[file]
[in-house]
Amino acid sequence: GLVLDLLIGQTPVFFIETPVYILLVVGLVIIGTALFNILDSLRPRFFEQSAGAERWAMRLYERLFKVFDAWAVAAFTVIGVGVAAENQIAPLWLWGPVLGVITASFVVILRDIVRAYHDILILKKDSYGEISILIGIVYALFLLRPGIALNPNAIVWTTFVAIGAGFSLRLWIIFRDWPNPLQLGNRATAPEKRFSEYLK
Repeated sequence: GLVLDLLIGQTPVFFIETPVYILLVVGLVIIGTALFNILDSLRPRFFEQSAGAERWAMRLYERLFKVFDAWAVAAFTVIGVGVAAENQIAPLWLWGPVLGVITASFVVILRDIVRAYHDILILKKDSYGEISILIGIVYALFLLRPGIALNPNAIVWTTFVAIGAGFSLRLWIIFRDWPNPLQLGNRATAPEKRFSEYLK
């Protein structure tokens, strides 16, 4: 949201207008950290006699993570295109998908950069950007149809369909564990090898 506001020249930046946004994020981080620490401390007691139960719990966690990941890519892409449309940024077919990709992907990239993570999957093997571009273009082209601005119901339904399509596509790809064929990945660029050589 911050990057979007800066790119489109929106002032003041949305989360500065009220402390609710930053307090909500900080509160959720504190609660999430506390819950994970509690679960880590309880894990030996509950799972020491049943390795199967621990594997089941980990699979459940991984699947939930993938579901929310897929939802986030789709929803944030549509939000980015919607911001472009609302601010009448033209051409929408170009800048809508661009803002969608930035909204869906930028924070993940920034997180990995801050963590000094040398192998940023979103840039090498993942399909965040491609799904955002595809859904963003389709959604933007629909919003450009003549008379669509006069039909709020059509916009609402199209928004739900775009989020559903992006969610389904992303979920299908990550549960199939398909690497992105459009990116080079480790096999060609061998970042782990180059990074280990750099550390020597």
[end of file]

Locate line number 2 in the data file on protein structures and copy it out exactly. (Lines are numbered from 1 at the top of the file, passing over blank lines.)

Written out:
Amino acid sequence: GLVLDLLIGQTPVFFIETPVYILLVVGLVIIGTALFNILDSLRPRFFEQSAGAERWAMRLYERLFKVFDAWAVAAFTVIGVGVAAENQIAPLWLWGPVLGVITASFVVILRDIVRAYHDILILKKDSYGEISILIGIVYALFLLRPGIALNPNAIVWTTFVAIGAGFSLRLWIIFRDWPNPLQLGNRATAPEKRFSEYLK